KYOTO, Japan--(BUSINESS WIRE)--The non-profit Inamori Foundation (President: Dr. Kazuo Inamori) today announced that Tamasaburo Bando V will receive its 27th annual Kyoto Prize in Arts and Philosophy, which focuses on Theater, Cinema for 2011. Tamasaburo, 61, a citizen of Japan, will receive the award for creating his own unique world in traditional Kabuki theater and for contributing to many other genres of performing arts.
See the announcement webcast in English at www.inamori-f.or.jp today after 3:00pm (Japan time).
The Works of Tamasaburo Bando
For more than four decades, Tamasaburo has delivered acclaimed performances in onnagata (Kabuki female roles), establishing himself with unsurpassed artistry as a tate oyama, or leading actor of female roles, in the contemporary Kabuki scene.
Although he was not born into a distinguished family of Kabuki performers, Tamasaburo has devoted his life to the craft from childhood, making his stage debut at the age of seven. At 19 he was selected to play the role of Princess Shiranui in the Kabuki drama, Chinsetsu Yumiharizuki (The Moon Like a Drawn Bow); the following year he played Omiwa in Imoseyama Onna Teikin Goten (At the Palace on Mount Mikasa, from The Teachings for Women). His career has been characterized by a pioneering spirit that led him to collaborate with the shimpa (new school) in Kyoka Izumi’s Keiko Ogi in 1975, and to play the role of Lady Macbeth in Shakespeare’s Macbeth the following year. In 2007, under his own artistic direction, he staged marathon performances of Kyoka Izumi’s works for an entire month, an unprecedented event at Tokyo’s famed Kabuki-za Theater.
Tamasaburo’s achievements in dance, drama and film have been recognized beyond the world of Kabuki theater. In 1984 he was invited to represent Japan in the Metropolitan Opera’s Centennial Gala, where he was featured along with such renowned performers as chanson singer Yves Montand, ballet dancers Rudolf Nureyev and Margot Fonteyn, and opera singer Plácido Domingo; his performance of Sagi Musume (The Heron Maiden) attracted worldwide attention. He has also collaborated with ballet luminaries such as Maurice Béjart and Mikhail Baryshnikov, and performed with the Japanese taiko drum ensemble Kodo. His films include Gekashitsu (The Operating Room), which he co-wrote and directed, and Andrzej Wajda’s Nastasja, in which he played the double roles of Prince Myshkin and Nastasja. In 2008, Tamasaburo participated in China’s Suzhou Kunqu Opera Theater, playing the lead role in The Peony Pavilion in Beijing.
Tamasaburo makes a multifaceted world come alive in numerous different performing arts, and continues to hold countless audiences spellbound with unsurpassed artistry.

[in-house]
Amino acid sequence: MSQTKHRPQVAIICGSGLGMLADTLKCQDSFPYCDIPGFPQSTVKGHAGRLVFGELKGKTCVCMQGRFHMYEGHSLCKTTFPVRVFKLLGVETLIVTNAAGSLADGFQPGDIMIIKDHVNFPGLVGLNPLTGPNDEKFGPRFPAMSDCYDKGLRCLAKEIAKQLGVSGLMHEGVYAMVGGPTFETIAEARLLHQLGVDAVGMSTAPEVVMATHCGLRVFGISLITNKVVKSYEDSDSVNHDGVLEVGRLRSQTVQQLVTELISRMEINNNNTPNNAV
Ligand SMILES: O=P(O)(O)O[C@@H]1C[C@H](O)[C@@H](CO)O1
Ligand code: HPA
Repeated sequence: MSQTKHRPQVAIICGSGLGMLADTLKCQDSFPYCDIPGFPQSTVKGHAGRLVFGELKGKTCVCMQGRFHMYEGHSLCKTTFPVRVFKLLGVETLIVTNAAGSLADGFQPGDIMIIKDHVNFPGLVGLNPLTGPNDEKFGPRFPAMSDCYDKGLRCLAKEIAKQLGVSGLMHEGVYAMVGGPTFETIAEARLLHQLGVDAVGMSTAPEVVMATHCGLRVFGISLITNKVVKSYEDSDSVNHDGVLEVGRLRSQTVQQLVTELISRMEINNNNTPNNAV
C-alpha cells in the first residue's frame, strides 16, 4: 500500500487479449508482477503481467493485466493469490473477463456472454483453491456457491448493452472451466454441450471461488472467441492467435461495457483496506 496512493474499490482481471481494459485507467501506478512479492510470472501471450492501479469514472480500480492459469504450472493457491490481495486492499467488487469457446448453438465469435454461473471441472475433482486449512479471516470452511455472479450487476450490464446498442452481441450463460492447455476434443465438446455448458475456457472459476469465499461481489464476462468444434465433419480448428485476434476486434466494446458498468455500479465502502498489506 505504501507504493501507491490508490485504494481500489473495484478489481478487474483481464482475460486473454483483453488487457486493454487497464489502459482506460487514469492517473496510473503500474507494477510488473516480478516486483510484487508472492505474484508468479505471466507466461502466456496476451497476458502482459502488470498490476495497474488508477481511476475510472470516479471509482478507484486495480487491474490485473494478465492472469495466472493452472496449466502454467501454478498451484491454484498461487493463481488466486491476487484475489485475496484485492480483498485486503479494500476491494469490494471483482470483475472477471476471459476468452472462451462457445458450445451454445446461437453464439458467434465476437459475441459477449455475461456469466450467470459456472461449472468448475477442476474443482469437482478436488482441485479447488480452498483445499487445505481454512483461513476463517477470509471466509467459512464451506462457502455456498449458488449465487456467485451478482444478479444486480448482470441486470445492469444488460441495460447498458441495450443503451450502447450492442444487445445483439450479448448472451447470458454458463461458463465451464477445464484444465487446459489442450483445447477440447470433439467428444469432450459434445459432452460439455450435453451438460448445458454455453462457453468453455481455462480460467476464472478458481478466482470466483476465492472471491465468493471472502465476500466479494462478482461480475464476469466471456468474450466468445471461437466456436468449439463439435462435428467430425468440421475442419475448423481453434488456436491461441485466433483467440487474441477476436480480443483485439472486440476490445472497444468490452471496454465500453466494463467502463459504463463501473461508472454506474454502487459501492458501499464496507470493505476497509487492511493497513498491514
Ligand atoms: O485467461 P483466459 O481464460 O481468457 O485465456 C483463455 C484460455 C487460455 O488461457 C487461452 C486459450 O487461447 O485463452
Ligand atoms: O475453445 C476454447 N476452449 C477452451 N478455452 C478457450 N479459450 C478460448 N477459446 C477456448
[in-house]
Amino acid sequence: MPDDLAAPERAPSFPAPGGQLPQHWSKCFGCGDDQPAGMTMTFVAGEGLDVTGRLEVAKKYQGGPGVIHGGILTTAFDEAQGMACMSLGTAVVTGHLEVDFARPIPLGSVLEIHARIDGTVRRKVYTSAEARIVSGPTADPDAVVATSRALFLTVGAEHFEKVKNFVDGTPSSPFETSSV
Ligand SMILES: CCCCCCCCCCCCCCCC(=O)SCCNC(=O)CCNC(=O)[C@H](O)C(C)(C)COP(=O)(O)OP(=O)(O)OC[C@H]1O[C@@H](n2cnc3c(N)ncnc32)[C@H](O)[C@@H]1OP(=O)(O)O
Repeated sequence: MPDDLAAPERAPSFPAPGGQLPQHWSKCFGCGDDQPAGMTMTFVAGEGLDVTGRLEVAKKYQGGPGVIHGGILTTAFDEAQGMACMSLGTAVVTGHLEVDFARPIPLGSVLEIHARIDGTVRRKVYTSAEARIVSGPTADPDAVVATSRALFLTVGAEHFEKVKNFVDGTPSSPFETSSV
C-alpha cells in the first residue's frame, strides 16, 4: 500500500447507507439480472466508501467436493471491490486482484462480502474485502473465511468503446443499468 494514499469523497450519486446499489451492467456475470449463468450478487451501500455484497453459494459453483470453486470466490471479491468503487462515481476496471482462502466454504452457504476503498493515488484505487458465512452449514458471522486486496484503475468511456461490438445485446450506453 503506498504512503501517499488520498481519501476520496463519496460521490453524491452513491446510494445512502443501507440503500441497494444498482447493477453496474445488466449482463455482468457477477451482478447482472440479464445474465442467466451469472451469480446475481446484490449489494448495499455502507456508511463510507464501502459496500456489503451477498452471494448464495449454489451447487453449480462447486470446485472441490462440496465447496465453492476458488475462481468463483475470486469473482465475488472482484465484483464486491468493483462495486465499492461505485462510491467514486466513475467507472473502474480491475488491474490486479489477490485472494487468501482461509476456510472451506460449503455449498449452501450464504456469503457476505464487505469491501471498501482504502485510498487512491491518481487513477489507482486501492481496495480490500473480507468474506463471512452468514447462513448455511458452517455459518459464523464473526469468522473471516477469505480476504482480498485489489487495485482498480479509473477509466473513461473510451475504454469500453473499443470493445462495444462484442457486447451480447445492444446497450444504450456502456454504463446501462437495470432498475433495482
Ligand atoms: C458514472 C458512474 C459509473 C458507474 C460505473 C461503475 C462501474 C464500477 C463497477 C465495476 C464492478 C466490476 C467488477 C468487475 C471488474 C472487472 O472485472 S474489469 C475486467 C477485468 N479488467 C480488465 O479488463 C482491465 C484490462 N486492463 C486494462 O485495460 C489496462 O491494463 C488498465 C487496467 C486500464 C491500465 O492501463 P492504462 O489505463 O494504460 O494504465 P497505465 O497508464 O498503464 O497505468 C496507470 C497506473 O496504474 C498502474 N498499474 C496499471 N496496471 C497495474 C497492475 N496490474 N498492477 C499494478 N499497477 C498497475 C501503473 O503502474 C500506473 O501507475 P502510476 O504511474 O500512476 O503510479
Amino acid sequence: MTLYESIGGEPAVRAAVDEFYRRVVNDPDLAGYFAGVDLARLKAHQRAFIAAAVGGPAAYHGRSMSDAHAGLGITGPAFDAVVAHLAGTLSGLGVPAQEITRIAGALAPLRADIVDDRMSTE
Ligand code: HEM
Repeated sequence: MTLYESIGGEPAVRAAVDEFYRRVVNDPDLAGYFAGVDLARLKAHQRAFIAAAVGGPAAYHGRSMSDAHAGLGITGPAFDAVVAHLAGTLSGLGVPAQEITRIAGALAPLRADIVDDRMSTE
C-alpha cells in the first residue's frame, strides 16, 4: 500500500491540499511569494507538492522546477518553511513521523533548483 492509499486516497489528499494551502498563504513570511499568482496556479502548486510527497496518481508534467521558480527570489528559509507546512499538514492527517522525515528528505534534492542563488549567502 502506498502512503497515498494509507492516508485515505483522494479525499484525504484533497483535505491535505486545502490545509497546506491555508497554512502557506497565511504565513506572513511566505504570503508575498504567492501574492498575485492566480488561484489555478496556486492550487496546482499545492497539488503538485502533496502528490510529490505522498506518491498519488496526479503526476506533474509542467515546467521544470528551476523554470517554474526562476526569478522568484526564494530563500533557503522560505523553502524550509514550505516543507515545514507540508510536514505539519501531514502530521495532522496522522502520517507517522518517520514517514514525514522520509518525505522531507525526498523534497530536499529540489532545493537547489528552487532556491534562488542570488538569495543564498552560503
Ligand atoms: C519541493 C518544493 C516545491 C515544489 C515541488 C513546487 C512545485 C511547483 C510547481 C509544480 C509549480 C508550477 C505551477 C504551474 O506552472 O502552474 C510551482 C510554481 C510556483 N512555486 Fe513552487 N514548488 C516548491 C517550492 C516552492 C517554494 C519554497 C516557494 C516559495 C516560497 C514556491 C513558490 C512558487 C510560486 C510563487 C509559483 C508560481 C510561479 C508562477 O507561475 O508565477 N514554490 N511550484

Other 2011 Kyoto Prize Laureates
In addition to Tamasaburo Bando V, the 2011 Kyoto Prize laureates include:
- In “Advanced Technology:” Dr. John W. Cahn (citizenship: USA), 83, a materials scientist who established the landmark theory of spinodal decomposition, supporting the development of new alloy materials; now emeritus fellow at the U.S. National Institute of Standards and Technology (http://www.nist.gov) and affiliate professor at University of Washington (www.washington.edu).
- In “Basic Sciences:” Dr. Rashid Sunyaev (citizenship: Russian and German), 68, an astrophysicist and contributor to high-energy astronomy who proposed the theory that fluctuations in cosmic microwave background radiation (CMBR) may be used to explore the expanding universe. Dr. Sunyaev is a visiting professor at the Institute for Advanced Study (http://www.ias.edu) in Princeton, New Jersey; director of the Max Planck Institute for Astrophysics (www.mpa-garching.mpg.de); and chief scientist at the Space Research Institute, Russian Academy of Sciences (www.iki.rssi.ru).
About the Inamori Foundation and the Kyoto Prize
The Kyoto Prize, Japan’s highest private award for global achievement, honors significant contributions to the betterment of society. Each Kyoto Prize laureate will be presented with a diploma, a 20-karat-gold Kyoto Prize medal, and a cash gift totaling 50 million yen (approximately US$625,000) during a week of ceremonies beginning November 9, 2011, in Kyoto. The laureates will reconvene in San Diego, Calif., March 20-22, 2012, for the eleventh annual Kyoto Prize Symposium.
The non-profit Inamori Foundation was established in 1984 by Dr. Kazuo Inamori, founder and chairman emeritus of Kyocera (NYSE:KYO) and KDDI Corporation. The Kyoto Prize was founded in 1985, in line with Dr. Inamori’s belief that a human being has no higher calling than to strive for the greater good of society, and that the future of humanity can be assured only when there is a balance between our scientific progress and our spiritual depth. The laureates are selected through a strict and impartial process considering candidates recommended from around the world. As of the 26th Kyoto Prize ceremony (November 10, 2010), the Kyoto Prize has been awarded to 84 individuals and one foundation — collectively representing 15 nations. Individual laureates range from scientists, engineers and researchers to philosophers, painters, architects, sculptors, musicians and film directors. The United States has produced the most recipients (34), followed by Japan (14), the United Kingdom (12), and France (8).
Download photos at: www.kyotoprize-us.org